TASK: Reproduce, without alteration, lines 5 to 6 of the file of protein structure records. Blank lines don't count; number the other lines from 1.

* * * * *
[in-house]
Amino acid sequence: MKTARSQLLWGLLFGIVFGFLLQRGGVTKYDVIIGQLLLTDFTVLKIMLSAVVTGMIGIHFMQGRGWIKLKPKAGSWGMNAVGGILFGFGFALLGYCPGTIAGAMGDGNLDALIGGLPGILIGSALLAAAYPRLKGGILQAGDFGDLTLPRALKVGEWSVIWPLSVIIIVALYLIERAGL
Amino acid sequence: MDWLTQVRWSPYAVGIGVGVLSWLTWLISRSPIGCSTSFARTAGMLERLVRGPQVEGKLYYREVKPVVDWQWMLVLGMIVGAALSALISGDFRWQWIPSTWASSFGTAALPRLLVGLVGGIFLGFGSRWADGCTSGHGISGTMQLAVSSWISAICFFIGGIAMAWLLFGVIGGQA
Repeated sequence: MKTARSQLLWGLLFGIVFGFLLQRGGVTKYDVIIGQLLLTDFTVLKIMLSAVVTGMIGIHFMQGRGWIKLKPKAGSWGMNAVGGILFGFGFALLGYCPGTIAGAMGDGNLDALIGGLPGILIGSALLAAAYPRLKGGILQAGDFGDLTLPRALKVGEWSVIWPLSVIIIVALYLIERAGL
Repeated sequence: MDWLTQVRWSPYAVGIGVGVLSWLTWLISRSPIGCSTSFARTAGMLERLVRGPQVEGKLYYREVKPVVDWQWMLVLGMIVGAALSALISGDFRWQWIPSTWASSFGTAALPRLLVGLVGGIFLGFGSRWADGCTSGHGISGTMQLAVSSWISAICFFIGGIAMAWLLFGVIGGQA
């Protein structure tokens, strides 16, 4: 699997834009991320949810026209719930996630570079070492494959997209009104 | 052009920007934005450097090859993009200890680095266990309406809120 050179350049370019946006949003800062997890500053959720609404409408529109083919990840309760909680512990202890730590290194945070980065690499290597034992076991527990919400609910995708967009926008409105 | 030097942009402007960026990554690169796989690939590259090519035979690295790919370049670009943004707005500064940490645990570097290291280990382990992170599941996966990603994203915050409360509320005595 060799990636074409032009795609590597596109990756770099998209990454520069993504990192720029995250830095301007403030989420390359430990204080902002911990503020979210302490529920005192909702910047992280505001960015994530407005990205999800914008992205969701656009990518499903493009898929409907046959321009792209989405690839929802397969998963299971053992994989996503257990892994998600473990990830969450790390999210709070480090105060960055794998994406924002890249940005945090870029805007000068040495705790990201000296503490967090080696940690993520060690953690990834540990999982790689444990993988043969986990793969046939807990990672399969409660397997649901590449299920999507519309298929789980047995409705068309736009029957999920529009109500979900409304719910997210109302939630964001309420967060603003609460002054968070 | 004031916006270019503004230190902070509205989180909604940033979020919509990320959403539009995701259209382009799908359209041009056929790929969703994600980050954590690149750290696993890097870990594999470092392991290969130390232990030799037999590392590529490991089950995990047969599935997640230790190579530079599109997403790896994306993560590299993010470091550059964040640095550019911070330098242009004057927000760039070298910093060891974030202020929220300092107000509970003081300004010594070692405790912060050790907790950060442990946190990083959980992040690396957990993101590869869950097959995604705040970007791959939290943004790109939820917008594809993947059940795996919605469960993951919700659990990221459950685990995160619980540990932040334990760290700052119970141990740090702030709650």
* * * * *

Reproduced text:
Repeated sequence: MDWLTQVRWSPYAVGIGVGVLSWLTWLISRSPIGCSTSFARTAGMLERLVRGPQVEGKLYYREVKPVVDWQWMLVLGMIVGAALSALISGDFRWQWIPSTWASSFGTAALPRLLVGLVGGIFLGFGSRWADGCTSGHGISGTMQLAVSSWISAICFFIGGIAMAWLLFGVIGGQA
């Protein structure tokens, strides 16, 4: 699997834009991320949810026209719930996630570079070492494959997209009104 | 052009920007934005450097090859993009200890680095266990309406809120 050179350049370019946006949003800062997890500053959720609404409408529109083919990840309760909680512990202890730590290194945070980065690499290597034992076991527990919400609910995708967009926008409105 | 030097942009402007960026990554690169796989690939590259090519035979690295790919370049670009943004707005500064940490645990570097290291280990382990992170599941996966990603994203915050409360509320005595 060799990636074409032009795609590597596109990756770099998209990454520069993504990192720029995250830095301007403030989420390359430990204080902002911990503020979210302490529920005192909702910047992280505001960015994530407005990205999800914008992205969701656009990518499903493009898929409907046959321009792209989405690839929802397969998963299971053992994989996503257990892994998600473990990830969450790390999210709070480090105060960055794998994406924002890249940005945090870029805007000068040495705790990201000296503490967090080696940690993520060690953690990834540990999982790689444990993988043969986990793969046939807990990672399969409660397997649901590449299920999507519309298929789980047995409705068309736009029957999920529009109500979900409304719910997210109302939630964001309420967060603003609460002054968070 | 004031916006270019503004230190902070509205989180909604940033979020919509990320959403539009995701259209382009799908359209041009056929790929969703994600980050954590690149750290696993890097870990594999470092392991290969130390232990030799037999590392590529490991089950995990047969599935997640230790190579530079599109997403790896994306993560590299993010470091550059964040640095550019911070330098242009004057927000760039070298910093060891974030202020929220300092107000509970003081300004010594070692405790912060050790907790950060442990946190990083959980992040690396957990993101590869869950097959995604705040970007791959939290943004790109939820917008594809993947059940795996919605469960993951919700659990990221459950685990995160619980540990932040334990760290700052119970141990740090702030709650």